Monday, December 28, 2009

A Neighborhood Far Afield

In the heart of downtown Los Angeles is the neighborhood of Bunker Hill. Once it was a steep hill covered with Victorian mansions and shops and reached by seemingly impossibly steep trains tracks.

Over time their wealthy owners moved to the suburbs in places like Pasadena and the mansions became apartments and flophouses. The whole area became a giant filming location for film noir movies.

In 1955 the city decided the neighborhood as is stood impeded the city's development. They declared it blighted (which of course once such a determination was made only led to area becoming truly blighted), eliminated the 150 foot height limit on new buildings, and leveled the district. Literally. About a hundred feet were shaved off the hill, tearing down most of the old buildings and making way for the steel and glass skyscrapers that dominate the downtown today.
I don't know anything about LA and I can't say much about the rightness or wrongness of what was done six decades ago. But I can provide a link to an amazing site ( On Bunker Hill) put together by local LA historians and aficionados in order to document the old, and long lost, Bunker Hill.

Saturday, December 26, 2009


As usual I've left things till too late, but, Merry Christmas to one and all!

Tuesday, December 08, 2009

Shults Bread Company and company

On Cary Avenue and Taylor Street in West New Brighton (edging perilously close to Port Richmond), stands an old factory built of red brick. In my time it's housed the Art Network (who remembers that now?) and then, in one form or another, a church for the last decade or so.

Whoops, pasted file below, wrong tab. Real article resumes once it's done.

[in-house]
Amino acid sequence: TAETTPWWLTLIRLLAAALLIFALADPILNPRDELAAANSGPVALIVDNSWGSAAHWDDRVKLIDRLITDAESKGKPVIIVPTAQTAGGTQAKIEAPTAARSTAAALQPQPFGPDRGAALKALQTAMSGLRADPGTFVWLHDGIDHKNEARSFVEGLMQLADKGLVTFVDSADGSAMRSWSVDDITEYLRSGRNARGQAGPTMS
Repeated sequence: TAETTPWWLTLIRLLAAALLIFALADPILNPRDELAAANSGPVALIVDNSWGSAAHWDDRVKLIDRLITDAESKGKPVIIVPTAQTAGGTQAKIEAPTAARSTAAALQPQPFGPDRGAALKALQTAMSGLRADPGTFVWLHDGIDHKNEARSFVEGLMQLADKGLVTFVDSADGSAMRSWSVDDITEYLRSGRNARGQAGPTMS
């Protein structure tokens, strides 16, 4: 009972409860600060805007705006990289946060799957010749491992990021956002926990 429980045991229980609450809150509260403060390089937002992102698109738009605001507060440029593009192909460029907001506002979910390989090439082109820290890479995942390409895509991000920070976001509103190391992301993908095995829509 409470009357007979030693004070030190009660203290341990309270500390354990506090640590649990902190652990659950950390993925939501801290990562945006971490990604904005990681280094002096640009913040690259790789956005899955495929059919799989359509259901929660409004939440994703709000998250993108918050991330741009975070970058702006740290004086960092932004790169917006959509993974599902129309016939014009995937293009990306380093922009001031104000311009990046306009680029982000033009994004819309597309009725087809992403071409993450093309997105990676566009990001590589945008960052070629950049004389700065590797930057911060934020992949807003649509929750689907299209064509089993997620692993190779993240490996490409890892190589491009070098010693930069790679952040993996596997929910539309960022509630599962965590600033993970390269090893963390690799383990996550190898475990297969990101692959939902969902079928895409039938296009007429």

Apparently, formed from the consolidation of several bread wholesalers, for a few years the Shults Bread Co. was one of the most prolific bakeries in NYC. They operated a dozen factories in and around the city (six in Brooklyn, their home, alone). In 1923 they were acquired, in a stock deal, by the United Bakeries Corporation and were no more. UBC renamed itself Continental Bakeries, and became one of the biggest bakers in the country.

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I've posted this theater before, but here's it's in a larger neighborhood context. It was the first movie theater on Staten Island and until recently it maintained much of its original facade (see the googlemaps' picture) though its present Pentecostal owners have finally fixed up the building and covered it over.

The intersection of Castleton and Broadway and several blocks around seem to have been an entertainment nexus a century ago. There was an opera house (!) on Henderson and Broadway and a movie theater on the corner of Broadway and Noble. Now there's projects, dollar stores and scary delis.

Tell me again how were things improved when the projects replaced older working class apartments? Am I wrong in thinking that people aren't meant to live piled together in giant apartments like ants? How many people and neighborhoods suffered because Corbusier offered a cheap way out for packing in the poor like rats?

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Thursday, December 03, 2009

An Industrial Bend in Richmond Terrace

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Taking Richmond Terrace westbound heading toward Mariner's Harbor and points beyond, at West New Brighton, right past Broadway, there's a great northward bend in the road. On a low rise on the south side of the road is an old factory building that is the beginning of an industrial and commercial area. Part of me always wondered what that factory made in the sooty days of its youth. Now I know (and you will too), thanks to my new found map friends.

It was the part of the C.W. Hunt Company. According to the NYPL website, the firm were "manufacturers of railway freight cars, coal handling equipment, and related machinery".

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This building appears to have been the boiler house. I assume it's where engine boilers were cast.

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These buildings were all part of the C.W. Hunt Co.'s factory once in a long ago past of red hot iron sparks and clanging machinery and coal dust.